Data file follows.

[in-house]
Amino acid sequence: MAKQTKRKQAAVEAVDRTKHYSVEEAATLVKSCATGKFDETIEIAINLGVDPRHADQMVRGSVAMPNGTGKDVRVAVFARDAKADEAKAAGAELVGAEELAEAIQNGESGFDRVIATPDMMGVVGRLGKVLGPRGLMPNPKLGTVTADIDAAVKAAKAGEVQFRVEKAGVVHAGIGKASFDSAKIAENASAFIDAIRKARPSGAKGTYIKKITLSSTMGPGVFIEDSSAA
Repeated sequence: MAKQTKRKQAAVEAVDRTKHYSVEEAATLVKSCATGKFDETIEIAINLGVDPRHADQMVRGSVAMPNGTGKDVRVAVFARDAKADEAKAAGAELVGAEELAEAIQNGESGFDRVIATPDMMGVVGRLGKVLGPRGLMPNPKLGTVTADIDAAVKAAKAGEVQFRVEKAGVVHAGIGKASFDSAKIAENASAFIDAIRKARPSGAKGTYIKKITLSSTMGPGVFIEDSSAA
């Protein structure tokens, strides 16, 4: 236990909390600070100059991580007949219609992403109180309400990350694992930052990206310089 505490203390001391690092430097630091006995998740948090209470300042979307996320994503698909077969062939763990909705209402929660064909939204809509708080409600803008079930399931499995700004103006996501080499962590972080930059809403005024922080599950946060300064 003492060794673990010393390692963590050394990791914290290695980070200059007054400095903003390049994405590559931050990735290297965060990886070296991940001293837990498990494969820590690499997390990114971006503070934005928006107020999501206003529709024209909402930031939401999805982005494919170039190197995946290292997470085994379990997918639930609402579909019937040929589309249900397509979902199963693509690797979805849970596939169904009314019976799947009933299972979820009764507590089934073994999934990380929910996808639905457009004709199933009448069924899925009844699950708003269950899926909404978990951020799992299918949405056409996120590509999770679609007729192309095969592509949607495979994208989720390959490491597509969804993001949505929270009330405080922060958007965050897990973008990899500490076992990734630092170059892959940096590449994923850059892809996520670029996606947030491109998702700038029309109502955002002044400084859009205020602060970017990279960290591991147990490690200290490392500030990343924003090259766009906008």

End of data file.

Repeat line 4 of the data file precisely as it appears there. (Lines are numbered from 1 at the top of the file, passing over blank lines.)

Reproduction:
């Protein structure tokens, strides 16, 4: 236990909390600070100059991580007949219609992403109180309400990350694992930052990206310089 505490203390001391690092430097630091006995998740948090209470300042979307996320994503698909077969062939763990909705209402929660064909939204809509708080409600803008079930399931499995700004103006996501080499962590972080930059809403005024922080599950946060300064 003492060794673990010393390692963590050394990791914290290695980070200059007054400095903003390049994405590559931050990735290297965060990886070296991940001293837990498990494969820590690499997390990114971006503070934005928006107020999501206003529709024209909402930031939401999805982005494919170039190197995946290292997470085994379990997918639930609402579909019937040929589309249900397509979902199963693509690797979805849970596939169904009314019976799947009933299972979820009764507590089934073994999934990380929910996808639905457009004709199933009448069924899925009844699950708003269950899926909404978990951020799992299918949405056409996120590509999770679609007729192309095969592509949607495979994208989720390959490491597509969804993001949505929270009330405080922060958007965050897990973008990899500490076992990734630092170059892959940096590449994923850059892809996520670029996606947030491109998702700038029309109502955002002044400084859009205020602060970017990279960290591991147990490690200290490392500030990343924003090259766009906008």